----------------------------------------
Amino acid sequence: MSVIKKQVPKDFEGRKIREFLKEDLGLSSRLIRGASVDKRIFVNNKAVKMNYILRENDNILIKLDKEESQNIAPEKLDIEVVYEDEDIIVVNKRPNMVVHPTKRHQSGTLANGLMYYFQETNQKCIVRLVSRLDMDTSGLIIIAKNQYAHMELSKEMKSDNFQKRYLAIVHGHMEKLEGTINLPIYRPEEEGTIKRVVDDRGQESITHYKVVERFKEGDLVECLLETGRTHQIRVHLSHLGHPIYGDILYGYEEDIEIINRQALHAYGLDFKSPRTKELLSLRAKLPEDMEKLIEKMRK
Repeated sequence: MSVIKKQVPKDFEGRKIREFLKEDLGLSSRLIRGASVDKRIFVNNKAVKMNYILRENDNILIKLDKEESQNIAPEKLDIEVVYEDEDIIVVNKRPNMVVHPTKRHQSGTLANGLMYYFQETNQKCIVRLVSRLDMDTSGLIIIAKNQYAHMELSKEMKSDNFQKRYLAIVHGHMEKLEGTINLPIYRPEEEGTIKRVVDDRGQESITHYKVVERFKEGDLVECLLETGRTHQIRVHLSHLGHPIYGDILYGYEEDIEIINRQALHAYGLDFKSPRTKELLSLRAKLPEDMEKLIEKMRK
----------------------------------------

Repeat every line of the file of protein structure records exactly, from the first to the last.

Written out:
Amino acid sequence: MSVIKKQVPKDFEGRKIREFLKEDLGLSSRLIRGASVDKRIFVNNKAVKMNYILRENDNILIKLDKEESQNIAPEKLDIEVVYEDEDIIVVNKRPNMVVHPTKRHQSGTLANGLMYYFQETNQKCIVRLVSRLDMDTSGLIIIAKNQYAHMELSKEMKSDNFQKRYLAIVHGHMEKLEGTINLPIYRPEEEGTIKRVVDDRGQESITHYKVVERFKEGDLVECLLETGRTHQIRVHLSHLGHPIYGDILYGYEEDIEIINRQALHAYGLDFKSPRTKELLSLRAKLPEDMEKLIEKMRK
Repeated sequence: MSVIKKQVPKDFEGRKIREFLKEDLGLSSRLIRGASVDKRIFVNNKAVKMNYILRENDNILIKLDKEESQNIAPEKLDIEVVYEDEDIIVVNKRPNMVVHPTKRHQSGTLANGLMYYFQETNQKCIVRLVSRLDMDTSGLIIIAKNQYAHMELSKEMKSDNFQKRYLAIVHGHMEKLEGTINLPIYRPEEEGTIKRVVDDRGQESITHYKVVERFKEGDLVECLLETGRTHQIRVHLSHLGHPIYGDILYGYEEDIEIINRQALHAYGLDFKSPRTKELLSLRAKLPEDMEKLIEKMRK